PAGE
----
John Stuhlmiller: My public policy work at the federal, state, and local levels has given me insight into how the process works, who the players are, and how to innovatively work on issues. I will use my experience to help our members find new ways to successfully present their concerns and issues.
Irrigation Leader: To what degree is the association active at the federal level with organizations like Reclamation?
John Stuhlmiller: We are very active with federal partners, especially in the Yakima and Columbia River basins. The irrigation districts there are Reclamation projects, so the managers of those districts constantly interact with the bureau. This interaction is not limited to Reclamation, however, since the U.S. Army Corps of Engineers, the U.S. Environmental Protection Agency, and a host of state agencies are involved in river operations and other regulatory activities.
Irrigation Leader: Are there any changes that you’d like to see in how those federal and state agencies run?
John Stuhlmiller: We are always seeking more efficient and timely decisionmaking to ensure that districts can deliver water efficiently and cost effectively. There are bureaucracies involved, and it is hard for agencies to be nimble. Part of WSWRA’s job is to help guide those agencies into more timely action.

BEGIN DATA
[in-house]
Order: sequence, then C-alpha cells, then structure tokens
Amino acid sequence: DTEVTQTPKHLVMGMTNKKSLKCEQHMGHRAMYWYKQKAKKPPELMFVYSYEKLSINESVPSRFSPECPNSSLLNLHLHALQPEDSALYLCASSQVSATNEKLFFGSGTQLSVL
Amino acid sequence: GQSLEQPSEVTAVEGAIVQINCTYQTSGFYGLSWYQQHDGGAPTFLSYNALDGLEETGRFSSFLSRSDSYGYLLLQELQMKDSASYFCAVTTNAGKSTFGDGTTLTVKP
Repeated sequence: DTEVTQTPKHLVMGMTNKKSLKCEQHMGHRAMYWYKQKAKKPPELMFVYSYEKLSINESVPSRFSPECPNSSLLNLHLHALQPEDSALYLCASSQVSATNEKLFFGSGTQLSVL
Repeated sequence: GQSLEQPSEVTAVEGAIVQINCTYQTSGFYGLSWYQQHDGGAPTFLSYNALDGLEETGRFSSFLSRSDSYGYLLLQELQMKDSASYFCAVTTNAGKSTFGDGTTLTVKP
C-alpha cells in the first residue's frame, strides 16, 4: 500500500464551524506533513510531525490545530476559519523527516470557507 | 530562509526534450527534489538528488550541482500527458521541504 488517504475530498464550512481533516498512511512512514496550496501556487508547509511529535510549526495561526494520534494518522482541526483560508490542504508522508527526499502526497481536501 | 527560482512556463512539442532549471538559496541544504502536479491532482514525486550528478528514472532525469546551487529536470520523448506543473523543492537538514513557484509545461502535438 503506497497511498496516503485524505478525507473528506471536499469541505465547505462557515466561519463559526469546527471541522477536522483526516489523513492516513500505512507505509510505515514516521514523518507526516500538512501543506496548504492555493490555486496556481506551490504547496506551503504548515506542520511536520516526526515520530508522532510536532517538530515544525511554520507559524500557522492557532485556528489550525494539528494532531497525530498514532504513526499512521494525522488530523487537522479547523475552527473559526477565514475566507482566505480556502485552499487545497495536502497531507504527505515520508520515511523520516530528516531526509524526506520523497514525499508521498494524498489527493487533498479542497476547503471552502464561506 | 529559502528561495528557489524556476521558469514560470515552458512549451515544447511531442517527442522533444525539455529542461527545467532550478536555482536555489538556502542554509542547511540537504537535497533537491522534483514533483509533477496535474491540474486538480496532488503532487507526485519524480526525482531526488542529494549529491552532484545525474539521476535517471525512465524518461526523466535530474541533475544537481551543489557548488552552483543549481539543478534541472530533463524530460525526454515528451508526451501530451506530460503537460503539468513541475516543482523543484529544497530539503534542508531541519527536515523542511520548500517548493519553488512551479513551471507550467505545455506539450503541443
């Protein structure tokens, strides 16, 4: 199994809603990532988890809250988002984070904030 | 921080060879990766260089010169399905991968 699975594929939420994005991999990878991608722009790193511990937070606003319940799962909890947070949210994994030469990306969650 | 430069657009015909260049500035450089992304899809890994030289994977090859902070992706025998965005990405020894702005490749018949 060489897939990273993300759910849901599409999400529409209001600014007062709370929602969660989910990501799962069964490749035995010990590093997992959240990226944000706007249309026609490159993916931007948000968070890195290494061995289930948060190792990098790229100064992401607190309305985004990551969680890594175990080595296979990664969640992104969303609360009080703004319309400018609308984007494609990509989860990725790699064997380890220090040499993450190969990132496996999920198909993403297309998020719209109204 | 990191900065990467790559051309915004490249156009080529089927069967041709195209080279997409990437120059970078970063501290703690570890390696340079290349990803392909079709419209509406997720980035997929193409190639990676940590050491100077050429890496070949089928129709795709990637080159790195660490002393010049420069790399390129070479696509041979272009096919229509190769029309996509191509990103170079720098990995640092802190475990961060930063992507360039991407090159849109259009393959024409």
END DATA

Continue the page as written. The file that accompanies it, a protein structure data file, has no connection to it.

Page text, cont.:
Irrigation Leader: What is your message to the state legislature?
John Stuhlmiller: Water and irrigation districts play a vital role in keeping agriculture productive throughout the state of Washington. We need to make sure that water continues to be available, because it is the lifeblood of a sustainable and plentiful food supply.
Irrigation Leader: What is your vision for the future?
John Stuhlmiller: We hope to deliver a clear message at the federal and state levels. We want to maintain clear communication so we can work collaboratively with all agencies and stakeholders. We are always striving to strengthen relationships and keep conversations going to try to avoid surprises and hopefully to ensure better public policy.